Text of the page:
Sunday, August 29, 2004


Jeffrey Simpson has hit the nail right on the head with his uncommon look at the overabundance of self-indulgent hooey [not to be confused with hoo-ha] being published in a widespread and ongoing manner, wittily presented as a snappy repartée between he and his 'Uncle Fred of Gabriola Island'. While using the 'autobiography-cum-memoir' as a vehicle for his cheeky piece, Simpson learns from Uncle Fred that the 'look-at-me!' syndrome is present in other forms of media [e.g. journalism, television], and that "20 per cent of all non-fiction books this fall are by people writing about themselves". Quite a remarkable albeit believable statistic, that.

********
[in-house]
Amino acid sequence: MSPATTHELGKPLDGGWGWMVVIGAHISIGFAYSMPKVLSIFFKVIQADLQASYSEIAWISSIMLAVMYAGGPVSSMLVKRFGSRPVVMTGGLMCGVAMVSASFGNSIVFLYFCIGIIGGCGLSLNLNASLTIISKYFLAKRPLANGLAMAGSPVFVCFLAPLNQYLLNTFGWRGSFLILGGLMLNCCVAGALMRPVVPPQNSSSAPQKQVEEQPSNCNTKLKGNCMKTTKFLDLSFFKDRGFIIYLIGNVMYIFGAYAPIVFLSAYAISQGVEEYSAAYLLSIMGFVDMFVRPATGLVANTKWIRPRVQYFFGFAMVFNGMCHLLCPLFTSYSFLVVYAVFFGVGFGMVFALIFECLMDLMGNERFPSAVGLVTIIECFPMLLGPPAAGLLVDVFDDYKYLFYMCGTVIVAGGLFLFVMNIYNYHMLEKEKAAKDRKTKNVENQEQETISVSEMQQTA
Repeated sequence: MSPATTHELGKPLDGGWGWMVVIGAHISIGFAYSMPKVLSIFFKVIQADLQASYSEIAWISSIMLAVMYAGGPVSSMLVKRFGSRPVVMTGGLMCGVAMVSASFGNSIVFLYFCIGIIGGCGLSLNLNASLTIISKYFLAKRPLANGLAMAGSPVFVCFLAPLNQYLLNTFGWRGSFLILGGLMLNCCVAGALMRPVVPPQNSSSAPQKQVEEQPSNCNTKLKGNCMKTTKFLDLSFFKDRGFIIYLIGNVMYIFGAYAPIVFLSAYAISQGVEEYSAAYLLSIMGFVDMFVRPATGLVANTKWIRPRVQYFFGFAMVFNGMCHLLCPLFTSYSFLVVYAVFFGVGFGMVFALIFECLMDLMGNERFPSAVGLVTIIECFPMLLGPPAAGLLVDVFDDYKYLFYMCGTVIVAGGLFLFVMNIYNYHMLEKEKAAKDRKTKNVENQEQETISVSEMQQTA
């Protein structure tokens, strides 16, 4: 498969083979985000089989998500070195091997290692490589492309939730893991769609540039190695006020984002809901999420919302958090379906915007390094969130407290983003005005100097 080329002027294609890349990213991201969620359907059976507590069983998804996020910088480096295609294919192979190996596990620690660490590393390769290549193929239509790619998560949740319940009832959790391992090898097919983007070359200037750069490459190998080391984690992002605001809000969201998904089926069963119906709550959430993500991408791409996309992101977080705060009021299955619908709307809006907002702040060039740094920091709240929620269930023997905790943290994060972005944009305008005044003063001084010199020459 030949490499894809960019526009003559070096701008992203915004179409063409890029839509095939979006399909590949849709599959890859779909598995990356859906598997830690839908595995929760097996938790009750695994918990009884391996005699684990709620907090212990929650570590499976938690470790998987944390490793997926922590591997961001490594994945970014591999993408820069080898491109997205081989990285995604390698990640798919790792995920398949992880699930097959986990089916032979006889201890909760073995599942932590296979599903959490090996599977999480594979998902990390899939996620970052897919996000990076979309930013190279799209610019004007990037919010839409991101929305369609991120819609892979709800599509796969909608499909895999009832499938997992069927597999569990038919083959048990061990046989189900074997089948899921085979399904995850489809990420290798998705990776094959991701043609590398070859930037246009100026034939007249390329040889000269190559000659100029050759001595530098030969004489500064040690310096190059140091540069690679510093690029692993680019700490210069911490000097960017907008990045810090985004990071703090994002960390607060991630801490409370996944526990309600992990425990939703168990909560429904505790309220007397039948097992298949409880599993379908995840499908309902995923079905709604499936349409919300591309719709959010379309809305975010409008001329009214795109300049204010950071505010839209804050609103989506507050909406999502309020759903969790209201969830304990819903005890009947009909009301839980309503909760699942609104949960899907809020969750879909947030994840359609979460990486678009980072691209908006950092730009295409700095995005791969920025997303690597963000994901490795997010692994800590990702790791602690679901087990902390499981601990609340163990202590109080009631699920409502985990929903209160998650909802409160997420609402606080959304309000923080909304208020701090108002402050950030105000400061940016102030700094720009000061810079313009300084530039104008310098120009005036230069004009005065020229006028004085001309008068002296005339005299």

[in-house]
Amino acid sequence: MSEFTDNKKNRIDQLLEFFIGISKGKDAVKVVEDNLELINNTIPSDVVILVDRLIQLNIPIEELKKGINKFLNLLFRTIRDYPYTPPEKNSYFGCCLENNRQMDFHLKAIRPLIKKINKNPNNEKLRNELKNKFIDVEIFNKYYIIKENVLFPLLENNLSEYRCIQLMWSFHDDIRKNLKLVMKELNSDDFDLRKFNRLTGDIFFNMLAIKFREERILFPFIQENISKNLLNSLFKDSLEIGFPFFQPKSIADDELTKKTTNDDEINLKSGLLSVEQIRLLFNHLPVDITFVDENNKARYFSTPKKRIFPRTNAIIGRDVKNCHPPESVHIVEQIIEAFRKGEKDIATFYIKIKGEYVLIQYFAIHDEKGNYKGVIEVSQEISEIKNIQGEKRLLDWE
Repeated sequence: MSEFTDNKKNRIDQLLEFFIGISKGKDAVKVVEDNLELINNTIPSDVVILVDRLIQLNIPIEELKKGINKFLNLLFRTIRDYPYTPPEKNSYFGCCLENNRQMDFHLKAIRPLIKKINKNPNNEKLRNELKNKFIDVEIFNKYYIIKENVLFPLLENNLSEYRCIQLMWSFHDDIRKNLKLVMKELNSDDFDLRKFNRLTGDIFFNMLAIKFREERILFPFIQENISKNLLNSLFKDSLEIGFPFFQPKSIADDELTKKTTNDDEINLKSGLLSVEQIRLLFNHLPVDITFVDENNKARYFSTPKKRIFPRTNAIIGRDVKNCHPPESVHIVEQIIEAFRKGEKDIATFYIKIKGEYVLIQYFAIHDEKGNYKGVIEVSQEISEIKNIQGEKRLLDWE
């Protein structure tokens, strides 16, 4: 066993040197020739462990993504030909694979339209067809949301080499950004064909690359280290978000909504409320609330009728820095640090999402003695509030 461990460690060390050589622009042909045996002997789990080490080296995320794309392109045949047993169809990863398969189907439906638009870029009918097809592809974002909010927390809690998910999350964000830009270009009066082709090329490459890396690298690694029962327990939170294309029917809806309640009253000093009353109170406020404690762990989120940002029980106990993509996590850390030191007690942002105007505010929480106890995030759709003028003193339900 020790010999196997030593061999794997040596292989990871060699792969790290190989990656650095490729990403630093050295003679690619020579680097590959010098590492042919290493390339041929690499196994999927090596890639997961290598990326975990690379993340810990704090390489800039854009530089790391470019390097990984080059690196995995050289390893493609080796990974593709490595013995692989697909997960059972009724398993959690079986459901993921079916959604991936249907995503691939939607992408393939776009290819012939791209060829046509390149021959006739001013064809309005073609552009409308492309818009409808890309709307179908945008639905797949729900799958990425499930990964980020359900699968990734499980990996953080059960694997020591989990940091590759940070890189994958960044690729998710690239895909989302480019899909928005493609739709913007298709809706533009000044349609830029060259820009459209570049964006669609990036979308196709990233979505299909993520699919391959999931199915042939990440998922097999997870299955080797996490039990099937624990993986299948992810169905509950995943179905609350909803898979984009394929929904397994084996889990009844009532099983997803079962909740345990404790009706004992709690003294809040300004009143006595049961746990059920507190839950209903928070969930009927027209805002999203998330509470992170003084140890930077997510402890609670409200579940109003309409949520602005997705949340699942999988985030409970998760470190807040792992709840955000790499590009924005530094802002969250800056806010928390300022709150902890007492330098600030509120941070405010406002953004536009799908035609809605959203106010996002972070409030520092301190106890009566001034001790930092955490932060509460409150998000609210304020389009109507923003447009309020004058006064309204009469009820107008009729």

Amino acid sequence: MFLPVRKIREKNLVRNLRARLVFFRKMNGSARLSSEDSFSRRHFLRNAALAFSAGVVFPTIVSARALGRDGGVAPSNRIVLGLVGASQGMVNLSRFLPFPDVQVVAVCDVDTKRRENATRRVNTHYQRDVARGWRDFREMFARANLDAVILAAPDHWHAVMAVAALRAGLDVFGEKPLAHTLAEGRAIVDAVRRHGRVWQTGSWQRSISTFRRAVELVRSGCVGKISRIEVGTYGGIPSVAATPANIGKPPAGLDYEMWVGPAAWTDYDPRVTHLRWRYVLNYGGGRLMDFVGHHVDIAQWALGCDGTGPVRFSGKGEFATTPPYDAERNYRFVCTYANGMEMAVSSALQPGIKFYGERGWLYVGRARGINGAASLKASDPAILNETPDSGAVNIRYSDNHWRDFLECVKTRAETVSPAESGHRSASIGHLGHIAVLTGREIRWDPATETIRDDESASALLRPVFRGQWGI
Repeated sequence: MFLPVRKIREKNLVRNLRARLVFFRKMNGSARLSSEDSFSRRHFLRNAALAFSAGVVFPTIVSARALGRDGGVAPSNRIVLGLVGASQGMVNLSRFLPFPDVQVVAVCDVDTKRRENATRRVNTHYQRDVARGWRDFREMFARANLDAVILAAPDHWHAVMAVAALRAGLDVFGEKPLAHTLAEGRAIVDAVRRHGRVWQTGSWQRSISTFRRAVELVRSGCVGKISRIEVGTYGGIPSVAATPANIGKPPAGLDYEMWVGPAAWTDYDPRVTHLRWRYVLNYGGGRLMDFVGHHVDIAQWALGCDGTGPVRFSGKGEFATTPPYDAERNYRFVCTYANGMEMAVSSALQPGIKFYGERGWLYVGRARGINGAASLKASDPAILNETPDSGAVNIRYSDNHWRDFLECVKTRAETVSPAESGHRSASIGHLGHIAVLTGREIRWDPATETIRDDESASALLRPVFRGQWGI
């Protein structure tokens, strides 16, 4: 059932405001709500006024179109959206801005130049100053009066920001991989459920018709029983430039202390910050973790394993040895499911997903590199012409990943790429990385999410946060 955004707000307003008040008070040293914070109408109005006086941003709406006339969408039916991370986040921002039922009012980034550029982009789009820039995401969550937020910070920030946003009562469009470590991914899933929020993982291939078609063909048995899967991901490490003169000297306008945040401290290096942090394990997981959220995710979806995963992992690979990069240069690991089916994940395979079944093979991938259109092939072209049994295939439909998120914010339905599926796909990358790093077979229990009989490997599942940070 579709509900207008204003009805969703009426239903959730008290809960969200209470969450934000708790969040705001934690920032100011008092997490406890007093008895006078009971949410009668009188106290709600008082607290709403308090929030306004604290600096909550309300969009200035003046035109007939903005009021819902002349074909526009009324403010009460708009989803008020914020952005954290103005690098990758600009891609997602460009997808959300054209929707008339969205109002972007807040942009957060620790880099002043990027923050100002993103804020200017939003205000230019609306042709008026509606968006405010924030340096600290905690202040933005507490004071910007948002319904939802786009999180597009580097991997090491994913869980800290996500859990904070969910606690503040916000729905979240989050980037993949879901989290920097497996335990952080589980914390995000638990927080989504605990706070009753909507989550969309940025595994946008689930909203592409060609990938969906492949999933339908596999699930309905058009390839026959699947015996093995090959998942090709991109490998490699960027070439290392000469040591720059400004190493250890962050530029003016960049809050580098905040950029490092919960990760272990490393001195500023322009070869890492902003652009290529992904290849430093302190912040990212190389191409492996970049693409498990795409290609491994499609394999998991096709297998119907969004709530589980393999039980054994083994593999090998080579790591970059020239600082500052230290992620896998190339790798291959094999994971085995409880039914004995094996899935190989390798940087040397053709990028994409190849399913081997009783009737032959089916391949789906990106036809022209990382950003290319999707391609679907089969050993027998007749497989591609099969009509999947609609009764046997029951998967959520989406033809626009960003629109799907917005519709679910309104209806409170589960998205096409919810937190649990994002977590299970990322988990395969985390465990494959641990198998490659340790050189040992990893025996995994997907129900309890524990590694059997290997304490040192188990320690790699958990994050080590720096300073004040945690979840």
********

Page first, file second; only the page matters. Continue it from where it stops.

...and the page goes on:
The key word that Simpson throws aptly about is banality, of which there is no shortage in light of all this logorrhoea. Günther Grass once wisely remarked that "the sheer volume of information dissolves the information. We are unable to take it all in". This conclusion suggests that we are able to take in some of the information. Yet with the present day glut of so-called information in its many incarnations, this sentiment needs to be updated: what dissolves the information is banality. It would follow, then, that we are still unable to take it all in, but what exactly is it that we are taking in? Whatever it is, I suspect that it is less edifying than it is dubious.

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